A frank, in-depth account of one woman’s struggles in a controlling organization.

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An author recounts her experiences with the religious group The Way International in this debut memoir.

Although Edge was raised Roman Catholic, she drifted from the religion as a teenager. Following the loss of her mother to cancer, she had questions about God that Catholicism seemed unable to answer. After participating in a Young Life camp and other flirtations with Protestantism, she came across some young men at East Carolina University who claimed to have something stronger. They were representatives of The Way International, a group founded by Victor Paul Wierwille, whose aim was to present the Bible in a way that “would reveal the original, noncontradictory, error-free Scriptures that God authored.” It was with The Way that the author’s life would change completely. From dropping out of college to becoming part of The Way Corps to marrying another member, she would spend years immersed in what many, including Edge, would consider a cult. Although The Way claimed to be an organization aimed at researching and spreading the original message of the Bible, the author argues that it was really a group that embraced the whims of its often moody leader: “This wasn’t a church where people attended only once a week, but a thriving family with a common cause.” It is easy to see from Edge’s account what might attract one to such a family, despite warnings from others. While a variety of controversies ended up surrounding The Way, the author’s most astute portrayal concerns her participation in its research branch. As she and others worked to translate old biblical texts, it became clear to her that the only interpretation that mattered was the one that had been decided by Wierwille. After all, his whole claim of authority came from his notion of “a perfect Bible.” Scenes of disagreements among researchers might not be as salacious as accusations of sexual misconduct within the group (which Edge mentions, though she did not experience it firsthand). But the clashes pointedly illustrate the contradictions at the heart of such an institution. If a research branch denies its own findings due to the will of one man, then surely trouble is afoot.

A frank, in-depth account of one woman’s struggles in a controlling organization.  

Pub Date: Nov. 21, 2016

ISBN: 978-0-9978747-0-9

Page Count: -

Publisher: New Wings Press

Review Posted Online: March 31, 2017


The author's youthfulness helps to assure the inevitable comparison with the Anne Frank diary although over and above the...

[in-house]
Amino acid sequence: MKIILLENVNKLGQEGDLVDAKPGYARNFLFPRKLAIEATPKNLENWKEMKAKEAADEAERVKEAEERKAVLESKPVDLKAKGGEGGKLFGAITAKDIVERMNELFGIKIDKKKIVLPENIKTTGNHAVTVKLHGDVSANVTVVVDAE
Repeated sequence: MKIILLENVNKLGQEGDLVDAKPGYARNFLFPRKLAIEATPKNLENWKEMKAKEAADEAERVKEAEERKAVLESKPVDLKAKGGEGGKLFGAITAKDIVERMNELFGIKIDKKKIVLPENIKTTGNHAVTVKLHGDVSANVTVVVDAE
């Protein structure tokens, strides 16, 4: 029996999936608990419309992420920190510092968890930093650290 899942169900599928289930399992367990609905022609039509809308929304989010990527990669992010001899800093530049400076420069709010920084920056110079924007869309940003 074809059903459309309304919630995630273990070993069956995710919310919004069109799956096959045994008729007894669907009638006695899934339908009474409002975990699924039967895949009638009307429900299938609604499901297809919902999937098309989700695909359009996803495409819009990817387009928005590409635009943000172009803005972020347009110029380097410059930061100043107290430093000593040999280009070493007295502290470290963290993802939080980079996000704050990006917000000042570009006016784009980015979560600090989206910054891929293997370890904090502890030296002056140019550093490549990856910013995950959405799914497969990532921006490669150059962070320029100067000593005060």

Elie Wiesel spent his early years in a small Transylvanian town as one of four children. 

He was the only one of the family to survive what Francois Maurois, in his introduction, calls the "human holocaust" of the persecution of the Jews, which began with the restrictions, the singularization of the yellow star, the enclosure within the ghetto, and went on to the mass deportations to the ovens of Auschwitz and Buchenwald. There are unforgettable and horrifying scenes here in this spare and sombre memoir of this experience of the hanging of a child, of his first farewell with his father who leaves him an inheritance of a knife and a spoon, and of his last goodbye at Buchenwald his father's corpse is already cold let alone the long months of survival under unconscionable conditions. 

The author's youthfulness helps to assure the inevitable comparison with the Anne Frank diary although over and above the sphere of suffering shared, and in this case extended to the death march itself, there is no spiritual or emotional legacy here to offset any reader reluctance.

Pub Date: Jan. 16, 2006

ISBN: 0374500010

Page Count: 120

Publisher: Hill & Wang

Review Posted Online: Oct. 7, 2011

Kirkus Reviews Issue: Jan. 15, 2006



Well-told and admonitory.

Young-rags-to-mature-riches memoir by broker and motivational speaker Gardner.

Born and raised in the Milwaukee ghetto, the author pulled himself up from considerable disadvantage. He was fatherless, and his adored mother wasn’t always around; once, as a child, he spied her at a family funeral accompanied by a prison guard. When beautiful, evanescent Moms was there, Chris also had to deal with Freddie “I ain’t your goddamn daddy!” Triplett, one of the meanest stepfathers in recent literature. Chris did “the dozens” with the homies, boosted a bit and in the course of youthful adventure was raped. His heroes were Miles Davis, James Brown and Muhammad Ali. Meanwhile, at the behest of Moms, he developed a fondness for reading. He joined the Navy and became a medic (preparing badass Marines for proctology), and a proficient lab technician. Moving up in San Francisco, married and then divorced, he sold medical supplies. He was recruited as a trainee at Dean Witter just around the time he became a homeless single father. All his belongings in a shopping cart, Gardner sometimes slept with his young son at the office (apparently undiscovered by the night cleaning crew). The two also frequently bedded down in a public restroom. After Gardner’s talents were finally appreciated by the firm of Bear Stearns, his American Dream became real. He got the cool duds, hot car and fine ladies so coveted from afar back in the day. He even had a meeting with Nelson Mandela. Through it all, he remained a prideful parent. His own no-daddy blues are gone now.

Well-told and admonitory.

Pub Date: June 1, 2006

ISBN: 0-06-074486-3

Page Count: 320

Publisher: Amistad/HarperCollins

Review Posted Online: May 19, 2010

Kirkus Reviews Issue: March 15, 2006

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